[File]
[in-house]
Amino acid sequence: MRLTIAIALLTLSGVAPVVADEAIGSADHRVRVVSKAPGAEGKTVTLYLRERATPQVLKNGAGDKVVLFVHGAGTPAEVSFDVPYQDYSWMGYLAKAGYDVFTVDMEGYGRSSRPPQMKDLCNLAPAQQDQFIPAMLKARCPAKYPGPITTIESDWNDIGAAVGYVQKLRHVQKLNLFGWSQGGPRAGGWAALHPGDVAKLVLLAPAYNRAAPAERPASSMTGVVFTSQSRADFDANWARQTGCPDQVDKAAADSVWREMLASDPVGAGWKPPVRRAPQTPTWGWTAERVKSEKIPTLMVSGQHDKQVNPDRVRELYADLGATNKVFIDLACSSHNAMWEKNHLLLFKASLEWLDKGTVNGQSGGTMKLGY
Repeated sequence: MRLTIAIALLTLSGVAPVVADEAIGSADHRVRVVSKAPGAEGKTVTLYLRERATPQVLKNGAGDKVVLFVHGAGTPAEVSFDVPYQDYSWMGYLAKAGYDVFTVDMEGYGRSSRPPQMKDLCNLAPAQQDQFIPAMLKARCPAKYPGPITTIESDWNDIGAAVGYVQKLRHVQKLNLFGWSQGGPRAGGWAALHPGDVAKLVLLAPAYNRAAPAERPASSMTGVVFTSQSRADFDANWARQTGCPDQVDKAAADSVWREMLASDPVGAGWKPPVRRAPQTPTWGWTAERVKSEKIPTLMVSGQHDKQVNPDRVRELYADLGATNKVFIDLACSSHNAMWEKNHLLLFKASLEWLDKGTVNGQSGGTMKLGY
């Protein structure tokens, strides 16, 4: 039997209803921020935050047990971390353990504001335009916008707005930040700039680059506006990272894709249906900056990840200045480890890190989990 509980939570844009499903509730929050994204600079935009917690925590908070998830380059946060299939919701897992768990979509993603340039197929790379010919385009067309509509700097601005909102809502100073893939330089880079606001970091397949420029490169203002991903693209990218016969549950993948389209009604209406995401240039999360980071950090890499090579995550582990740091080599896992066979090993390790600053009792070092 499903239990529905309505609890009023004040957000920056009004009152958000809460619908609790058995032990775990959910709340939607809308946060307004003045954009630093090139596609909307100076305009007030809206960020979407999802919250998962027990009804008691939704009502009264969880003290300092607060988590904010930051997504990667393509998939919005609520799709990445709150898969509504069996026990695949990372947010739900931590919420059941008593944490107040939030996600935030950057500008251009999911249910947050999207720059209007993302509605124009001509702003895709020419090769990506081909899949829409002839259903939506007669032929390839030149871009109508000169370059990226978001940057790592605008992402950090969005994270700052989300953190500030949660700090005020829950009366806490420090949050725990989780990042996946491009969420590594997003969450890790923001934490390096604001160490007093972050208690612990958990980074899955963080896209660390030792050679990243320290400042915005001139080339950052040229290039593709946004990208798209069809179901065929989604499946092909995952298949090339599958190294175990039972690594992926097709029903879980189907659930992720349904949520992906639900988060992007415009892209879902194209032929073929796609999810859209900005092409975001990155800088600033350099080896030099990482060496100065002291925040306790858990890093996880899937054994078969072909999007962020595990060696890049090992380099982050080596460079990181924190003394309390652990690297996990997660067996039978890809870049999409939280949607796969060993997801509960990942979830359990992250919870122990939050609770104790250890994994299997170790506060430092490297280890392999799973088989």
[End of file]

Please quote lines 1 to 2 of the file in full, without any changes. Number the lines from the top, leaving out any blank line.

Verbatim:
[in-house]
Amino acid sequence: MRLTIAIALLTLSGVAPVVADEAIGSADHRVRVVSKAPGAEGKTVTLYLRERATPQVLKNGAGDKVVLFVHGAGTPAEVSFDVPYQDYSWMGYLAKAGYDVFTVDMEGYGRSSRPPQMKDLCNLAPAQQDQFIPAMLKARCPAKYPGPITTIESDWNDIGAAVGYVQKLRHVQKLNLFGWSQGGPRAGGWAALHPGDVAKLVLLAPAYNRAAPAERPASSMTGVVFTSQSRADFDANWARQTGCPDQVDKAAADSVWREMLASDPVGAGWKPPVRRAPQTPTWGWTAERVKSEKIPTLMVSGQHDKQVNPDRVRELYADLGATNKVFIDLACSSHNAMWEKNHLLLFKASLEWLDKGTVNGQSGGTMKLGY